Iris Van Herpen | From Particle Acceleration to Disruptive Fashion

Photo of Emily Brown
4 January 2017

Iris van Herpen has recently showcased her spring 2015 collection, Magnetic Motion, which is inspired by CERN, the world’s largest particle accelerator. Van Herpen is renowned for her ability to create wearable pieces of art, using seemingly ordinary fabrics and bold, eccentric accessories. Her latest collection, Magnetic Motion, goes one step further, using 3D printing and magnets to create innovative designs.

Iris van Herpen, Haute Couture Spring Summer 2012. | © Christopher Macsurak/WikiCommons

Iris van Herpen, born in 1984, is a Dutch fashion designer. She studied Fashion Design at Artez Institute of the Arts in Arnhem and completed internships at Alexander McQueen in London and Claudy Jongstra in Amsterdam. She graduated from Artez in 2006 and started her own label in 2007.

Van Herpen creates womenswear collections that relate to other art forms and the world beyond fashion. Her work is both a combination of handwork and innovative technologies, and it is this combination that results in the success of her edgy designs. She equally values techniques of the past and present, creating a modern view on haute couture that combines intricate workmanship with the latest in digital technology.

Iris van Herpen’s talent has been widely recognized, and she has been the recipient of several awards, including the 2013 Dutch Design Award in the fashion category and the 2013 Golden Eye Award. TIME Magazine named Iris van Herpen’s 3D printed dress design one of the 50 Best Inventions of 2011. She regularly participates in international exhibitions and creates two collections a year. In July 2014, Iris van Herpen won the ANDAM Fashion Award – and what a year to win, as the award was celebrating its 25th year. Van Herpen was commended for her mixture of materials and techniques that her collection displayed, featuring acrylic and acetate alongside leather and tulle.

Iris van Herpen, Haute Couture Spring Summer 2012. | © Christopher Macsurak/WikiCommons

Van Herpen sees the importance of a positive and fruitful relationship between fashion and the world outside it, and she has found great success in her collaborations with people outside the field of fashion.Van Herpen has partnered with artists working across various mediums, including musicians Beyoncé and Lady Gaga, photographer Todd Selby, and choreographer Benjamin Millepied. More recently, she has showcased a collection based entirely around CERN, the world’s largest particle accelerator based in Switzerland.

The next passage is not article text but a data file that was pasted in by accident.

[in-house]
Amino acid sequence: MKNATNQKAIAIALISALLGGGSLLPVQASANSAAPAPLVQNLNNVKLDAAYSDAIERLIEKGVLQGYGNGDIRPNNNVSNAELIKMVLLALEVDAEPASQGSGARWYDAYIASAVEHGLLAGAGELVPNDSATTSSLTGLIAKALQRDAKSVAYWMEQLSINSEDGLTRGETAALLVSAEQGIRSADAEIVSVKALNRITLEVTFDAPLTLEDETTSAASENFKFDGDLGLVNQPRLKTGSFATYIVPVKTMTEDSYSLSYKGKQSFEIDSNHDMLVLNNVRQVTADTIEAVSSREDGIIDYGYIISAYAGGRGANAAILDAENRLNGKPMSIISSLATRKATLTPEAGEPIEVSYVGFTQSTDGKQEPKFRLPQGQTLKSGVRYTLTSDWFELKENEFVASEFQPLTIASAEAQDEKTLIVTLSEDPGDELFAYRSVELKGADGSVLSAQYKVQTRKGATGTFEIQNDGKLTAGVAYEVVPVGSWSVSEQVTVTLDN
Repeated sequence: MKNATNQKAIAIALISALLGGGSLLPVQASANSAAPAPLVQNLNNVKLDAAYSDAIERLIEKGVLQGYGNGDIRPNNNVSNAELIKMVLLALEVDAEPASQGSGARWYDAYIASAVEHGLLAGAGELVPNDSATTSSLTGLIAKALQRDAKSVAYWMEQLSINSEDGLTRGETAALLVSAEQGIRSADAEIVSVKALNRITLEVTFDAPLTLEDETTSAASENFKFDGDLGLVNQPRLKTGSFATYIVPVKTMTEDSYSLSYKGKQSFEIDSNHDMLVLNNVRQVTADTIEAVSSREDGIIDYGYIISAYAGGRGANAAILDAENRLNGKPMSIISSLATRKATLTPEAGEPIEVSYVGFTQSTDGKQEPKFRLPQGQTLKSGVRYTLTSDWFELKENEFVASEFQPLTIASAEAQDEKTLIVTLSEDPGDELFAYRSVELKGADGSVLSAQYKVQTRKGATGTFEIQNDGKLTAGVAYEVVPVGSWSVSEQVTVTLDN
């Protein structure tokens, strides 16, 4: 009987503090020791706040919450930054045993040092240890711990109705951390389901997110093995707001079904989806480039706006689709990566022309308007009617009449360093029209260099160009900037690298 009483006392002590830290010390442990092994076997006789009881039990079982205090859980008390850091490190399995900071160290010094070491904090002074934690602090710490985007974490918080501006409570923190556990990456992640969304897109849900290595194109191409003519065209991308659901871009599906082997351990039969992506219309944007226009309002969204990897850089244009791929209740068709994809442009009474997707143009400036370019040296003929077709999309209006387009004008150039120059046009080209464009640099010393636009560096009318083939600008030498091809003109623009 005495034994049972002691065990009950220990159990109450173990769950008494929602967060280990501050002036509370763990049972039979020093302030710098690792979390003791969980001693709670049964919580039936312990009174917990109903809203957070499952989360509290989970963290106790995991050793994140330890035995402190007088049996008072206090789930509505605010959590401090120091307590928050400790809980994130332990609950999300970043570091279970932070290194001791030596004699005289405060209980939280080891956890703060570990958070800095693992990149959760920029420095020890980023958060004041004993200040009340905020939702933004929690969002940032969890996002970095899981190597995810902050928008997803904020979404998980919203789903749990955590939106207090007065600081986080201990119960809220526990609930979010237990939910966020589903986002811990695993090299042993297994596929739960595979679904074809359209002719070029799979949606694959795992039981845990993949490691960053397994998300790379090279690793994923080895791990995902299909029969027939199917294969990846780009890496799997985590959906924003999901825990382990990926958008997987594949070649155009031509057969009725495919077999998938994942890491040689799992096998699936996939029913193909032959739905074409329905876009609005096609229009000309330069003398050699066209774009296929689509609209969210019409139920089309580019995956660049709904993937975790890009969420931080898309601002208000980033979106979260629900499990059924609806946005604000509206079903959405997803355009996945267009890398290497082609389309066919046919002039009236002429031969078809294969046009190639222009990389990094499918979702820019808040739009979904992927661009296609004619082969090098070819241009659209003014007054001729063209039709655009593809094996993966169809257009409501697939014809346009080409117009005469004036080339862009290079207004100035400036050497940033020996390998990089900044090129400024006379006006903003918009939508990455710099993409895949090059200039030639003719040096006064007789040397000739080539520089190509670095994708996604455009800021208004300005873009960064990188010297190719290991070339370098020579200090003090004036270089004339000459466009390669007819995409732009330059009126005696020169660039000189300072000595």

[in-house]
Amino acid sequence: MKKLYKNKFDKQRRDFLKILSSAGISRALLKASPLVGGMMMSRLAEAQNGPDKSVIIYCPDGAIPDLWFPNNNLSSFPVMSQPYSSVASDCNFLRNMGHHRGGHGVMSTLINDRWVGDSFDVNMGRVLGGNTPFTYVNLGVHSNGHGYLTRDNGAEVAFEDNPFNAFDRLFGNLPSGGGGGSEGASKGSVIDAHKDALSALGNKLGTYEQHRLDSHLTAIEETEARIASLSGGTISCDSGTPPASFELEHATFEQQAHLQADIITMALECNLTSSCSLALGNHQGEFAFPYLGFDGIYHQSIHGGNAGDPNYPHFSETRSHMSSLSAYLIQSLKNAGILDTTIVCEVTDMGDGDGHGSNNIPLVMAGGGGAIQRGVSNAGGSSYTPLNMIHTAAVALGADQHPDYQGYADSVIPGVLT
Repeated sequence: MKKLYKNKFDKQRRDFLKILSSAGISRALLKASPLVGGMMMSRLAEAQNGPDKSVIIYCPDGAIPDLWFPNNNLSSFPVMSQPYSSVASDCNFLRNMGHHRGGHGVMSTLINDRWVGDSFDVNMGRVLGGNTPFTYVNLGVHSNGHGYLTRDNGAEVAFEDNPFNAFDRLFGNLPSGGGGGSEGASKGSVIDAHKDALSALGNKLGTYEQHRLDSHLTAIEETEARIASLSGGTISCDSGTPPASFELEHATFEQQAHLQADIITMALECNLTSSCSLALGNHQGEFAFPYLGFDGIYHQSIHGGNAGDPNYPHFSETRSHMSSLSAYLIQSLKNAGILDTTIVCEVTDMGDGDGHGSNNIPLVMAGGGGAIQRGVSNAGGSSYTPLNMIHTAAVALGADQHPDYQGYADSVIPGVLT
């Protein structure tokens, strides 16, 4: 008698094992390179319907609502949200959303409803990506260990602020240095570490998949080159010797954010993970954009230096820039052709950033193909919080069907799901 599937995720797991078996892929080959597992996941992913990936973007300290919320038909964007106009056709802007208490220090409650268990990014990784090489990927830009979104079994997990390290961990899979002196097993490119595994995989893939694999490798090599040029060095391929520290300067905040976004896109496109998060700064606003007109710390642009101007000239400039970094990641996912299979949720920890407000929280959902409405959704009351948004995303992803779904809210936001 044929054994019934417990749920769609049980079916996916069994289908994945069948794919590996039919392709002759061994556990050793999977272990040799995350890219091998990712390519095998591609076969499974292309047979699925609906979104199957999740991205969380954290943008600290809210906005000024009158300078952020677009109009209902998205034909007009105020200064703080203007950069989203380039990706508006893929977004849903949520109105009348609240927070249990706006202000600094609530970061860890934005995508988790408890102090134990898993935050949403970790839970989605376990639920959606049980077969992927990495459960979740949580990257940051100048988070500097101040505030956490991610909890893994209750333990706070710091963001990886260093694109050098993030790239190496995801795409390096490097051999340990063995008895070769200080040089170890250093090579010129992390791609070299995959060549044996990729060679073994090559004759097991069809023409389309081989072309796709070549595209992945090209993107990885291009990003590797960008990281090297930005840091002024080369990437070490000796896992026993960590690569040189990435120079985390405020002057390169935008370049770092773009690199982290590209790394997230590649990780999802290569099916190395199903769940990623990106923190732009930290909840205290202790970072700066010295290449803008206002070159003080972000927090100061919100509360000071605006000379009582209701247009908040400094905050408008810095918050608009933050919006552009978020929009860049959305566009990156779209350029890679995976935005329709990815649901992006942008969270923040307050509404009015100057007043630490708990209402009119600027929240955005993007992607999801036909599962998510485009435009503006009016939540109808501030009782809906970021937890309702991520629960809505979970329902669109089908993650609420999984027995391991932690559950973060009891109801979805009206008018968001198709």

Iris van Herpen’s fall 2014 collection | ©Cathy Gilliam/WikiCommons

As the designer used magnetic fields for inspiration, her spring 2015 collection, Magnetic Motion, looks as though it could have come straight out of a science fiction film. To create Magnetic Motion, van Herpen collaborated with Canadian architect Philip Beesley and Dutch artist Jolan van der Wiel, who both explore a mixture of nature and technology in their sculptural practices. Working with an architect and an artist, van Herpen created pieces for her collection that are futuristic and creative, sitting outside the usual spectrum of fashion. She used high-tech techniques such as injection molding, laser cutting, and 3-D printing in order to create her collection of wearable architecture.

‘Magnetic Moon Dress’ (2013) by Dutch designers Iris van Herpen and Jolan van der Wiel. | © FaceMePLS/WikiCommons

The inspiration behind this latest collection came from a visit to CERN’s Large Hadron Collider. She spoke about her visit to the site saying, ‘I find beauty in the continual shaping of Chaos which clearly embodies the primordial power of nature’s performance.’ For van Herpen, the essence of her work is expressing women’s emotions fashion, and she aims to extend the shape of the female body into eccentric and powerful silhouettes.

Van Herpen expresses her love for fashion saying, ‘For me fashion is an expression of art that is very closely-related to me and to my body. I see it as my expression of identity combined with desire, moods and cultural setting. In all my work I try to make clear that fashion is an artistic expression, showing and wearing art, and not just a functional and devoid of content or commercial tool. With my work I intend to show that fashion can certainly have an added value to the world, that it can be timeless and that its consumption can be less important then its beginning. Wearing clothing creates an exciting and imperative form of self-expression.’